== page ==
MORE than half a million new jobs are in the pipeline that do not require a university degree.
Projections from the Jobs and Small Business department show in the five years to May, 2022, 412,700 new jobs will require a bachelor or higher - but 535,600 others will not.
Of these, about 314,200 are expected to require a certificate II to IV and 129,000 a diploma or advanced diploma.
Some jobs with a strong job outlook and no university degree needed include:
About 11,000 more electricians are expected to be needed, increasing its workforce by 6.9 per cent.
More than two-thirds hold a certificate III or IV qualification. Only about one in 100 have a bachelor degree.
The average salary is $68,499, PayScale reports.
Another 10,900 chefs are forecast to be hired in the next five years, causing its workforce to jump 12.1 per cent.
About 45 per cent of chefs hold a certificate III or IV. Only one in 10 have a university qualification.
PayScale reports kitchen chefs earn on average $48,574 while executive chefs average $77,817.
ICT SUPPORT TECHNICIAN
An 11 per cent job growth is expected by 2022, with 5900 more roles to be created.
About half of workers in this field have a vocational qualification, such as a diploma, or have landed a job straight out of high school.
Generally, employers in information and communications technology are more interested in the practical skills a candidate can demonstrate than their formal qualifications.
PayScale reports the average salary is $50,480.
About 21,900 new education aides are forecast to be needed across Australia by 2022, increasing its workforce by 23.6 per cent.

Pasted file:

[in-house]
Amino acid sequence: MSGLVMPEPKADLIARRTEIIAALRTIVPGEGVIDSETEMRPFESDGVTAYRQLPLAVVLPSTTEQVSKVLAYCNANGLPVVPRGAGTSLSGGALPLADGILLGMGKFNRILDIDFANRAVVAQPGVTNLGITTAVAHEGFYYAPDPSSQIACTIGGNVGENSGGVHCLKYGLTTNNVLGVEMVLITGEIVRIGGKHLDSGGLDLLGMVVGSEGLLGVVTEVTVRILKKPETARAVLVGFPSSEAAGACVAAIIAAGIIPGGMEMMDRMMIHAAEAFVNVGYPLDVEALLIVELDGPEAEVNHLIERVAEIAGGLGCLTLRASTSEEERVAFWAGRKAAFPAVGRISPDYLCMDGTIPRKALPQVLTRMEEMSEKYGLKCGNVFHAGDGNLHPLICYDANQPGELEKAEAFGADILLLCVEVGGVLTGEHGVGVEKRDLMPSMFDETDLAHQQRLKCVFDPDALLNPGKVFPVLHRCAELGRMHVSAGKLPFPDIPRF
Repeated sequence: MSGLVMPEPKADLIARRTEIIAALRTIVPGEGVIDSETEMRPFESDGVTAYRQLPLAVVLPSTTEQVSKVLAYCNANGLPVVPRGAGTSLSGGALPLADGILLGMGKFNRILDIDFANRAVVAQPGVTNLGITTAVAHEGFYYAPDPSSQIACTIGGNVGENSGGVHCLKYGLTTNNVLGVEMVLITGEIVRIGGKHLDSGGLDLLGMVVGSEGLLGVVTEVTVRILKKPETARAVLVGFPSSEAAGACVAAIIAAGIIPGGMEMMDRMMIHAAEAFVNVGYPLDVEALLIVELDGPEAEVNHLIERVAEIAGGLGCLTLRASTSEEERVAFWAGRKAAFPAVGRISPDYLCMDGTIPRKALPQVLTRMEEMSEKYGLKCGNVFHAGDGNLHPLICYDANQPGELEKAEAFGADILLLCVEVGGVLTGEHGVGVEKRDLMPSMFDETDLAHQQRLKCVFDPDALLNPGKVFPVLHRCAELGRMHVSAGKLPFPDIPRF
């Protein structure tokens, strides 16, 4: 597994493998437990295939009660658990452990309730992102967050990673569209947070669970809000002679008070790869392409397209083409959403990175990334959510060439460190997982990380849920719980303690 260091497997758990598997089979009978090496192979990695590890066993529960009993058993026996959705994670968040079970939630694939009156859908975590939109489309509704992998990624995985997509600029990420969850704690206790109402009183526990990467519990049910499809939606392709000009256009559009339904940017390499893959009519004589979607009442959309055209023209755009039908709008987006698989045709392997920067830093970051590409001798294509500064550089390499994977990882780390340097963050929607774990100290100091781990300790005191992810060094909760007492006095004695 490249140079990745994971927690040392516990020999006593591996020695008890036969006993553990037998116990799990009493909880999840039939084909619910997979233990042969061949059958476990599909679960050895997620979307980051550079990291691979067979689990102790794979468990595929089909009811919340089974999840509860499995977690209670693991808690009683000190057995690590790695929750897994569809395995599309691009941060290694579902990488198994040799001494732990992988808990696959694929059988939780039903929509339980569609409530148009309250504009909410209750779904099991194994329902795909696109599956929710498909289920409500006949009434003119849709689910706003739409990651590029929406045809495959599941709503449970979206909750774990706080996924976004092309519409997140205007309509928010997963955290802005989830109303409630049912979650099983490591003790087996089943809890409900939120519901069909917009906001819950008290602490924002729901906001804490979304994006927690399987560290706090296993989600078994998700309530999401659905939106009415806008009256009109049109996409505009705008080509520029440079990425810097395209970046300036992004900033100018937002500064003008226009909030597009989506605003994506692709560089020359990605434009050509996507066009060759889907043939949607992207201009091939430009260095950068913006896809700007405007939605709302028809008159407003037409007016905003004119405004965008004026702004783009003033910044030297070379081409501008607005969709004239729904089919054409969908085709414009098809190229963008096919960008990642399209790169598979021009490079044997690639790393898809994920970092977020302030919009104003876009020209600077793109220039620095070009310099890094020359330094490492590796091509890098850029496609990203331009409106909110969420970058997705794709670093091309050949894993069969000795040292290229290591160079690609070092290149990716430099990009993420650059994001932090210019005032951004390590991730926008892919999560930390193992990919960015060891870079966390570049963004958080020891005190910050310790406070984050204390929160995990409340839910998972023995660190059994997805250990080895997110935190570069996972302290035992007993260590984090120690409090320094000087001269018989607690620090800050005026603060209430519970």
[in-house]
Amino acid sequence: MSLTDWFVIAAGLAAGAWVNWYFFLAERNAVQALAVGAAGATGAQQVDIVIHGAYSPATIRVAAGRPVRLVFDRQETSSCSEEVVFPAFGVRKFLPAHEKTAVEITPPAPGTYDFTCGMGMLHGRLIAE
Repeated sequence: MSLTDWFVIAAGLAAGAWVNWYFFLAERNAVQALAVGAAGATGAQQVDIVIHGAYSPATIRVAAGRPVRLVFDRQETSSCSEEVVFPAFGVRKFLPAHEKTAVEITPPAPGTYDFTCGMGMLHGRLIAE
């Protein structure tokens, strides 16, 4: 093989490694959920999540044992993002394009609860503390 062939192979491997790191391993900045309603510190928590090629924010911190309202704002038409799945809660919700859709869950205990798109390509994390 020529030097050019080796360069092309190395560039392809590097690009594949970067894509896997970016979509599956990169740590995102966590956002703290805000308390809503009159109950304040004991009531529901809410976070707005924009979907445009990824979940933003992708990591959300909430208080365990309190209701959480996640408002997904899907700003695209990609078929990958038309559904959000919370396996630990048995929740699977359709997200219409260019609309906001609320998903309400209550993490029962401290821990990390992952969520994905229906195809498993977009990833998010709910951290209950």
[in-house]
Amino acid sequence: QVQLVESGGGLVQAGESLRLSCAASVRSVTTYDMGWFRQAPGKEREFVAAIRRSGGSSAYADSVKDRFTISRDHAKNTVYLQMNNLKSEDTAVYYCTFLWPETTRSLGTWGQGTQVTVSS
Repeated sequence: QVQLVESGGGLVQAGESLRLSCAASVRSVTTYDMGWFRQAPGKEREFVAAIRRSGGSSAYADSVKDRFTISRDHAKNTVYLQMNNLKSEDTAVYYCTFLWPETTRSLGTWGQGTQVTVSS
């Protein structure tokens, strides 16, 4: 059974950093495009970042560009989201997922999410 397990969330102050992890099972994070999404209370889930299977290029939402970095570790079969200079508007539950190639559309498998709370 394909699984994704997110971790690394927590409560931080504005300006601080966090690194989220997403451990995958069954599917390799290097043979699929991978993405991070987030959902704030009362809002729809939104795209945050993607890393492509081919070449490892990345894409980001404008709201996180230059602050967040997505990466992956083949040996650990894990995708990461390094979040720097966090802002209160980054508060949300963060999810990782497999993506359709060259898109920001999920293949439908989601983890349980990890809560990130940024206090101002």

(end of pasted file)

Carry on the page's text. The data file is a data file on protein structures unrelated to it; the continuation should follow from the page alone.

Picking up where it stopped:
About a third of workers in this field have a certificate III or IV while more than a quarter have no post-school qualification.
The average salary of a full-time education aide is $927 a week or about $48,000 a year.
REAL ESTATE SALES AGENT
An extra 7800 real estate salespeople are forecast to be needed, representing an 8.7 per cent increase.
While a quarter of the workforce in 2015 had a bachelor degree, this is not a requirement.
PayScale reports the average real estate agent earns $47,684 but this varies greatly depending on commissions, which typically grow alongside experience and professional networks.
Nicholls and Co Estate Agents principal Cameron Nicholls says he hires for attitude and trains for skill, and does not care if an applicant has been to university.
"The resume is important but I don't care if you've got five degrees if your attitude stinks, that's not in line with my values," he says.
Nicholls himself did not go to university but completed vocational training to become a licensed agent.
He started his career as a receptionist at an agency and, after seven years learning the ropes, opened his own business.
"At age 27, I started the business in the second bedroom of my apartment where I live with my wife," he says.
"Three years later, we now have a team of four and have an office shop front and have picked up a few awards along the way.
"I am quite averse to doing formal training but I have a terrific support network and mentors that have the experience and years under their belt."